"It indicates how little concern anybody had for the outside investigation initially," said one lawyer who was involved in the case. "If anybody would have had a brain, they would have realized if we don't destroy this info, it's going to get subpoenaed."
About two weeks after baseball announced the percentage of players who tested positive in 2003, the grand jury investigating BALCO subpoenaed information related to all test results and samples from MLB's program.
Negotiations ensued between the government, the players' union, Quest and CDT. In March 2004, the parties appeared to reach an agreement that limited the government to obtaining information related solely to 10 players with connections to BALCO.
However, on April 8, facing a deadline on how to respond to the subpoenas, the MLBPA filed a motion to quash on behalf of the BALCO-connected players. Ultimately, in its effort to protect the 10 players swept up in BALCO, the union exposed all 104 players who had tested positive in 2003.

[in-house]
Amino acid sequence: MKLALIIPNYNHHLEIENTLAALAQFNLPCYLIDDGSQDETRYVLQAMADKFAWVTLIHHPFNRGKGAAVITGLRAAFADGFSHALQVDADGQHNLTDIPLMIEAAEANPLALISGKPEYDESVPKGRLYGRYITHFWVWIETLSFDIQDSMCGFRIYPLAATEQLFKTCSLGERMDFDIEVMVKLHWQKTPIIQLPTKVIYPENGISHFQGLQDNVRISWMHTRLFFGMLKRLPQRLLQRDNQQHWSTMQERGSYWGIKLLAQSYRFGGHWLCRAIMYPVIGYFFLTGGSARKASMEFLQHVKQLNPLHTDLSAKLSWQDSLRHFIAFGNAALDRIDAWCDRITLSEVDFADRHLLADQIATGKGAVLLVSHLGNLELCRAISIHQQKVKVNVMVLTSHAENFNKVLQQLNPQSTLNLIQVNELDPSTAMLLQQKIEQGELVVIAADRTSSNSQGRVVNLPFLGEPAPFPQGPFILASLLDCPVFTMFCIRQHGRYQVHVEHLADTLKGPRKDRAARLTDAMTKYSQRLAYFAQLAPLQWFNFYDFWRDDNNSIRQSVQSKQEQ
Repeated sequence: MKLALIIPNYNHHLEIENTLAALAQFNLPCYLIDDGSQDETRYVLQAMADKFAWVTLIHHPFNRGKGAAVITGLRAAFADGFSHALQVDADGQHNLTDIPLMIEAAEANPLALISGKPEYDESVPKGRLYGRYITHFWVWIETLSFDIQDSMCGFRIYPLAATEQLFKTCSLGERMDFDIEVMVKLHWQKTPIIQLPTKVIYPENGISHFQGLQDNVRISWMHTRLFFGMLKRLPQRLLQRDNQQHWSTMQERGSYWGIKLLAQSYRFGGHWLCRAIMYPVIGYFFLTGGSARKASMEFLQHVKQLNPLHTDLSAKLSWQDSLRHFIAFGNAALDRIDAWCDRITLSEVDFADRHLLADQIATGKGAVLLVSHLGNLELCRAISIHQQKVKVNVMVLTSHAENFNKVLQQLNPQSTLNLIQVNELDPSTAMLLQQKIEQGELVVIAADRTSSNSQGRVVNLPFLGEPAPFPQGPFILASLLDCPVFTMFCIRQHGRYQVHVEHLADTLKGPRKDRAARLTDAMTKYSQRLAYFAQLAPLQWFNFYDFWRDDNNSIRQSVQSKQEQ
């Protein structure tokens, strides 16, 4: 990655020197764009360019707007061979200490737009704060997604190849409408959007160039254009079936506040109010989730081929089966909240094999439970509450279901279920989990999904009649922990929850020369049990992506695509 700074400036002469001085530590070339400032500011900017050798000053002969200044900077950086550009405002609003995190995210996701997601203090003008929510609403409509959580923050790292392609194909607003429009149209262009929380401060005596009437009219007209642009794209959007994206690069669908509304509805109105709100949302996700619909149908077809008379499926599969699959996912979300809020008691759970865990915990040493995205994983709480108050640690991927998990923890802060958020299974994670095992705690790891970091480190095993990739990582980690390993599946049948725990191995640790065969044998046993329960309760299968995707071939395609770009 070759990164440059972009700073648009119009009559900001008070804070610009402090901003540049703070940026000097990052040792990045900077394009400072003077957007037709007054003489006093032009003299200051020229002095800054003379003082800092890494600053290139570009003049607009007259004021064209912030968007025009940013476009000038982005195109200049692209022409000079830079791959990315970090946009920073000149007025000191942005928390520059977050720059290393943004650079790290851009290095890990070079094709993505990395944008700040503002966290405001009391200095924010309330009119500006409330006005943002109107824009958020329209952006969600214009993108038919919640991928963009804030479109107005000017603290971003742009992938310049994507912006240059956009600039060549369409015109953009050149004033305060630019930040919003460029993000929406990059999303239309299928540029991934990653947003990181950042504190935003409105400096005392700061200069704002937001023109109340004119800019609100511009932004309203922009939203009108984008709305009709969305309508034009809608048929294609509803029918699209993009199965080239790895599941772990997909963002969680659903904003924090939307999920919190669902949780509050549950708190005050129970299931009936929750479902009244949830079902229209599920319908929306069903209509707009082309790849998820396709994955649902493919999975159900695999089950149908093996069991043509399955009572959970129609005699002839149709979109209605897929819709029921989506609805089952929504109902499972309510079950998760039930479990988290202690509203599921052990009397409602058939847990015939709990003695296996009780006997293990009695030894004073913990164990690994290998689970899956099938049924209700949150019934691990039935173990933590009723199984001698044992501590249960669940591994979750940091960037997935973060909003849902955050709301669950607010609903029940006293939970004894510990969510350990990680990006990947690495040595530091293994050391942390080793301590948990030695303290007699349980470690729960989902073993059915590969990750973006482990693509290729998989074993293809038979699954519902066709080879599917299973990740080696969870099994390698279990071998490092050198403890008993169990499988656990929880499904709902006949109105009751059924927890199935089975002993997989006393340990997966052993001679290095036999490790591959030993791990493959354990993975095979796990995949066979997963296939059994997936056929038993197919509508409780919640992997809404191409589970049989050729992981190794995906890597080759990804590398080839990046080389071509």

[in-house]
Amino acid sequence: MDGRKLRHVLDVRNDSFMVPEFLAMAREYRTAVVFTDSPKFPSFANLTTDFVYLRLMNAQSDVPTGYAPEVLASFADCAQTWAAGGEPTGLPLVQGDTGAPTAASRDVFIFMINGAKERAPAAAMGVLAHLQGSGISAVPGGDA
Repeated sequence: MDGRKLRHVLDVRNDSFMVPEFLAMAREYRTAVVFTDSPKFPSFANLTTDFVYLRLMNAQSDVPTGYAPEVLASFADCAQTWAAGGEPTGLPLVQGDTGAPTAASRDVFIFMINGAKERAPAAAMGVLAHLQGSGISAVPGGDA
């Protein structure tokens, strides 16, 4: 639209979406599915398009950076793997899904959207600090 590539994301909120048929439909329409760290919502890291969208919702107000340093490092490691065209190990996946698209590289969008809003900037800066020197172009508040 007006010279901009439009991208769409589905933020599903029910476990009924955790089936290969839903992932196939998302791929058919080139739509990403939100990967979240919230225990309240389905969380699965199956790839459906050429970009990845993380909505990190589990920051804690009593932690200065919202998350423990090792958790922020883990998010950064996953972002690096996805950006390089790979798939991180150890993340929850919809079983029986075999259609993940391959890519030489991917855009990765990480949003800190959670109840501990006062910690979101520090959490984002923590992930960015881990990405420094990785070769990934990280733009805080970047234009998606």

The next day, federal authorities conducted separate raids on CDT in Long Beach and a Quest lab in Las Vegas that was maintaining MLB's samples and results. Reacting to the union's efforts to quash the subpoenas, the government turned around and obtained search warrants to get information related to all players -- not just the BALCO athletes.
"This has just taken on a life of its own," a lawyer connected to the investigation said at the time.
Using codes assigned to each ballplayer's sample, the government was able to identify the individuals who tested positive.
Among the 104 positives, apparently, was a sample provided by Alex Rodriguez.
Mark Fainaru-Wada is an investigative reporter for ESPN's enterprise unit. He can be reached at email@example.com.